Boston is the city where it all began, in a way. I don’t mean the Revolution or anything; it’s just that Boston was the scene of my earliest encounters with history. When I go back there, I recall how, when I was eight, my parents used to drag me around the Freedom Trail.
I was too young to appreciate anything, yet still I remember the rough and cobbled pavements, the graveyards, the starchy white steepled churches, traipsing the windy narrow streets of Beacon Hill. We went to Plymouth Plantation one Thanksgiving, where we saw what looked like colonists dipping candles and sawing logs. To a child, the Mayflower, whose replica we toured, looked quite large—wildly large—instead of vulnerable and tiny. We went to the old iron works at Saugus one time, where the bellows fanned a fierce fire to help make iron. These sights were all just mysteries then: I had no use to make of what I was seeing. I was happy enough to see a cranberry bog and to listen when told that a person falling into the bog would be preserved for a long while, or that cranberries were a good crop to raise because they were happy even when the weather turned frosty.
One day: it was a school holiday, my parents drove us to Lexington, where we saw men battling with long guns on the common. We went to the houses around the square, where my mother read to me of how the wounded had dragged themselves to these dwellings, where they died, or where women gave them heroic treatment and saved them. The air was cold as we traipsed along the road the British took, the road along which the clever revolutionaries were hiding.
Those Boston memories remained a mish-mash, just a part of the history of my own family, of my own childhood, of something inconclusive about my life as a girl.
It was many years before I developed any interest in history. Eighth grade required history; I found it boring. I did read a lot historical biographies—about Crispus Attucks and Betsy Ross, and people like Edison, who invented things. I liked the covers of these books, which were all part of a juvenile series that stretched out invitingly on the bottom shelf of the children’s section in the public library.
I was in my mid-twenties before I grasped what history was good for. I realized that history was a structure for understanding the world that we see. Knowing history partly unlocked everyday mysteries, like racial conflict or inequality, or who ended up with valuable property. Everything in the newspaper and in government made more sense with a back story.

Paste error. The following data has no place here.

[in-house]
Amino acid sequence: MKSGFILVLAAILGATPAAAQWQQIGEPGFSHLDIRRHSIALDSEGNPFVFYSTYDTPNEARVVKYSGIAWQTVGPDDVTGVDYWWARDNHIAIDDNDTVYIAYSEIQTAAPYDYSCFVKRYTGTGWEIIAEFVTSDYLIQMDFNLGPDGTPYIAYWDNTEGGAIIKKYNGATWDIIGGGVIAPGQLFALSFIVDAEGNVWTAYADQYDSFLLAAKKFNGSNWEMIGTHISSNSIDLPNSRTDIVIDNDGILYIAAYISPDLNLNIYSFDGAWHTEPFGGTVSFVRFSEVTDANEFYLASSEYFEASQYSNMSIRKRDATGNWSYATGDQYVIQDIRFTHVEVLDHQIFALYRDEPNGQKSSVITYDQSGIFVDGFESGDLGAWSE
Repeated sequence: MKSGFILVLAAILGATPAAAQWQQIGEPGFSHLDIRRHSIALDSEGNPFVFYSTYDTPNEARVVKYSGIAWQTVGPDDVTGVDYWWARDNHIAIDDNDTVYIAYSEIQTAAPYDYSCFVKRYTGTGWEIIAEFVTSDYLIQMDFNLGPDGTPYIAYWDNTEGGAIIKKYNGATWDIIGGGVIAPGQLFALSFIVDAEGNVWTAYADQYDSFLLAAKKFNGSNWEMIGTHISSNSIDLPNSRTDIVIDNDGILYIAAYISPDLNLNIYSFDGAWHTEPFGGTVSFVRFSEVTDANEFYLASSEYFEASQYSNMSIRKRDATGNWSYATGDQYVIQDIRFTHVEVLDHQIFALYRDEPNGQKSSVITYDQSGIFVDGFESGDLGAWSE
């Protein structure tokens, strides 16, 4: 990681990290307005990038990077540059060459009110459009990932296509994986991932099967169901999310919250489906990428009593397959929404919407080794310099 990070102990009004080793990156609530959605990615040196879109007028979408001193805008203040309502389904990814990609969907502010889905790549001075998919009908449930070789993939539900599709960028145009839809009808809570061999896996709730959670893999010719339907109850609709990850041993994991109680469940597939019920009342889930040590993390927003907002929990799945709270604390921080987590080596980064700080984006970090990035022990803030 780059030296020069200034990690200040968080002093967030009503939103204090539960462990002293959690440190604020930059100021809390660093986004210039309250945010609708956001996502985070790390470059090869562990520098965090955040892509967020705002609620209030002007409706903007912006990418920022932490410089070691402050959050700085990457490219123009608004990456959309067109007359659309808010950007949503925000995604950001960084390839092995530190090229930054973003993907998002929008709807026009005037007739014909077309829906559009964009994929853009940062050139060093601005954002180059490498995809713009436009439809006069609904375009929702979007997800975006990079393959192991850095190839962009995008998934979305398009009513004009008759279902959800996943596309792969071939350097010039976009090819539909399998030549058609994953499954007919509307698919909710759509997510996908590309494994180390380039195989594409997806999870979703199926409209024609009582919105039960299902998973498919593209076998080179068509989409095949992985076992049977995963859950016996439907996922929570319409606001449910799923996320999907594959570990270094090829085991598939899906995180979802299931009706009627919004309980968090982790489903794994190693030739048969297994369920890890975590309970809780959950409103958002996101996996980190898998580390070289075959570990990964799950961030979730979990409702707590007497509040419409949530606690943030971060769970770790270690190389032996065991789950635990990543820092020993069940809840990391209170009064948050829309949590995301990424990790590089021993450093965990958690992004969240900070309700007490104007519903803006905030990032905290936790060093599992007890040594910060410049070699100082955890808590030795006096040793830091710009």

There was a time, a few years back, when I commuted on the El every day. I would get on the train in Ravenswood Manor and, on the long ride downtown, had plenty of time to notice what people were reading. For the first time, I became conscious of the popular thirst for history. To discover so many tired commuters plowing through histories in their spare time amazed me. In the corner would be a young man hunched over a 900-page book about a Civil War battle. Hanging on the strap, a fashionably dressed young woman happily engrossed in Nathaniel Philbrick’s In the Heart of the Sea. Once, I was on the Red Line underground when I noticed a man in front of me reading a Library of America volume. He was many pages into it, and, when we were stopped, I asked what it was. He showed me the cover: Henry Adams’ History of the United States During the Administrations of Thomas Jefferson and James Madison, an acclaimed but seldom-read work originally published circa 1890 in nine volumes. The man told me, with evident emotion, that he was sad to be finishing. It had been that outstanding.
Historians place great importance on being right, but readers value the structure of stories. History’s gift to us is the freedom to imagine the fragmentary scenes of our own lives in relation to larger narratives of society and country. These stories are many, their threads connecting us to the ship, the bellows, the shots, the common.